Robert Elwood Bly was born in Madison, Minnesota, on December 23, 1926, to Jacob Thomas Bly and Alice Aws Bly, second-generation Norwegian immigrants. He grew up on his family’s farm and, after completing high school in Madison, enlisted in the Navy, serving in a special radar program until the end of the war. According to Bly, one of the few positive memories he had of his experience in the Navy was the purchase of his first books of poetry, especially Carl Sandburg’s Chicago Poems: Poems of the Midwest (1946) and Walt Whitman’s Leaves of Grass (1855-1892).
After the war, using the G.I. Bill, Bly attended St. Olaf’s College in Northfleld, Minnesota, and studied writing under Arthur Paulson. Wanting to pursue his studies in a more concerted way, Bly transferred from St. Olaf’s after only one year and entered Harvard University in 1947, where he majored in English. His education consisted of traditional English literature, augmented by courses in Latin, Greek, and German; however, he also read the works of respected contemporary poets, such as Robert Lowell (especially Lord Weary’s Castle, published in 1946) and Richard Wilbur. Bly’s interest in modern poetry led to an appointment during his junior year as literary editor of The Harvard Advocate, where he met other young writers and poets, among them Donald Hall, John Ashbery, Kenneth Koch, Frank O’Hara, Adrienne Rich, and John Hawkes. Bly graduated from Harvard magna cum laude in 1950, and he delivered the class poem.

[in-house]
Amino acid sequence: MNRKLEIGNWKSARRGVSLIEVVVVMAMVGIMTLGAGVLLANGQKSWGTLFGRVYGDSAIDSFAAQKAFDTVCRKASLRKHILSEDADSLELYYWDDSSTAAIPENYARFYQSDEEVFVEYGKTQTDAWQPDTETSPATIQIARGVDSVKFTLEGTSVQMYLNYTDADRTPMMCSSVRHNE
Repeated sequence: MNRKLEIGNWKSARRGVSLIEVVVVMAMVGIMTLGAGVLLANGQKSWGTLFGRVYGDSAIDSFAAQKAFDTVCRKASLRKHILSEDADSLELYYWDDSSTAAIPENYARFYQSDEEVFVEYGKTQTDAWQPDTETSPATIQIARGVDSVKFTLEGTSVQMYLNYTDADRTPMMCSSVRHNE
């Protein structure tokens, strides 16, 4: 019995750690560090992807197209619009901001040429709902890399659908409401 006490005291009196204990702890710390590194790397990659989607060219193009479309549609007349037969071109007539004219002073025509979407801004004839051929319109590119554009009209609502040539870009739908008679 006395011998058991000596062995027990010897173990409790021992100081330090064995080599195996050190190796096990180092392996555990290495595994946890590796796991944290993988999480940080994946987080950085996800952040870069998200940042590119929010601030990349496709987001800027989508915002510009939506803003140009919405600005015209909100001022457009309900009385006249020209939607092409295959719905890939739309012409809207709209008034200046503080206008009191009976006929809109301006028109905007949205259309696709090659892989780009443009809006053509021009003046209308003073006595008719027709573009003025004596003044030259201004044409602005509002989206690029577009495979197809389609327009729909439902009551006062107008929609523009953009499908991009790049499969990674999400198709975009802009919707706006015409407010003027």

After spending seven months in a cabin in northern Minnesota, Bly decided to begin his career as a poet by moving to New York City, where he supported himself with a series of part-time jobs. At night, alone in his rented room, he read works of the Austrian poet Rainer Maria Rilke and classical poets Horace, Vergil, and Pindar; he also began work on his first book, Silence in the Snowy Fields (1962).
Tired of New York and eager to continue his academic studies, Bly enrolled in the University of Iowa’s M.F.A. program in creative writing in 1954, under the direction of the midwestern poet Paul Engle. While there, Bly met several young, emerging poets, such as W. D. Snodgrass, Kim Yong Ik, and Marguerite Young. Also while at Iowa, Bly married Carolyn McLean, whom he had met while editing The Harvard Advocate in Massachusetts. The couple moved to a farm in Minnesota in June, 1955, while Bly continued working on his master’s thesis. Completed in 1956, his collection of poems titled Steps Toward Poverty and Death fulfilled the thesis requirement for the M.F.A. in Creative Writing from Iowa.
The following year, Bly received a Fulbright Grant to translate Norwegian poetry and traveled to Oslo, Norway, where he read for the first time the works of poets such as Pablo Neruda, Georg Trakl, Juan Ramón Jiménez, and Gunnar Ekelöf, all of whom he would later...
(The entire section is 1202 words.)